A look at the latest Georgia cases of flu, RSV and COVID-19

“Tripledemic” improves slightly, but COVID cases are headed higher

The much-discussed “tripledemic” of respiratory viruses is showing some improvement in Georgia, but with holidays still ahead on the calendar, it’s wise to not relax just yet.

Georgia’s cases and hospitalizations from flu and respiratory syncytial virus, or RSV, activity have been falling for three weeks in a row. But COVID-19 cases and hospitalizations have been steadily rising.

Here’s a look at the latest trends and numbers from the Georgia Department of Public Health.

The Flu: The number of patient visits to doctors for flu or flu-like illness fell to 4.7% during the week ending Dec. 17, down from 5.3% the previous week, according to the latest report. Flu-related hospitalizations have also been down for three consecutive weeks. In metro Atlanta, which according to the state’s surveillance includes Fulton, DeKalb, Clayton, Cobb, Douglas, Gwinnett, Rockdale, and Newton counties, 53 people were hospitalized for the flu for the week ending Dec. 17. That was down from 82 hospitalizations the previous week and down from 132 the week before that. Since the flu season began on Oct. 8, 33 people, including one child, have died from the flu in Georgia. Last year at this time, there were four flu-related deaths in Georgia.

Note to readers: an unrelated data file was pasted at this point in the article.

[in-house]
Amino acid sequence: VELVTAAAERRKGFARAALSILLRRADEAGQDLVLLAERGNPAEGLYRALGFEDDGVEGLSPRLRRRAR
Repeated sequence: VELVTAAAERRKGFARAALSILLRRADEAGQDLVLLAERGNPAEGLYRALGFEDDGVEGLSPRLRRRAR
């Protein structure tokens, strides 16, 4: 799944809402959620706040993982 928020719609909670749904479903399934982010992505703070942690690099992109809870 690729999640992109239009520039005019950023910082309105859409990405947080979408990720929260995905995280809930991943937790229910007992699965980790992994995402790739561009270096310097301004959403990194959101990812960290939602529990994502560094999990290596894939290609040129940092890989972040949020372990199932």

RSV: The state DPH doesn’t track each RSV case, but based on testing, RSV activity also appears to be slowing down in the state. The latest surveillance showed only 2.3% of RVS tests in Georgia testing positive on a PCR molecular test used by doctors, down from 3.3% from the previous week. This marks a sharp dive from October when over 15% of the RSV tests were positive. RSV can be particularly dangerous among infants and older adults, potentially leading to breathing trouble and complications such as pneumonia.

COVID-19: While COVID cases in Georgia dipped slightly over the past week, they have been on an uptick for several weeks now with the 7-day rolling average of new confirmed cases increasing to 1,140 as of Wednesday, up from 519 a month earlier — a 120% increase, according to DPH data. Due to the prevalence of at-home COVID tests, which are not reported to health officials, the actual case numbers are probably far higher than those numbers reflect.

COVID hospitalizations have also been climbing, reaching 1,184 on Wednesday. That’s almost double from a month ago when 631 people in the state were hospitalized with COVID, but far lower than last winter’s peak in January when it reached 5,400 hospitalizations.

Meanwhile, the updated vaccine booster has not been well received by the public. Only 8.5% of people in Georgia who are 5 and over have received one, according to the latest CDC data Wednesday. Nationally, 14.6% of that age group have taken the new booster.

Credit: Christina Matacotta

Credit: Christina Matacotta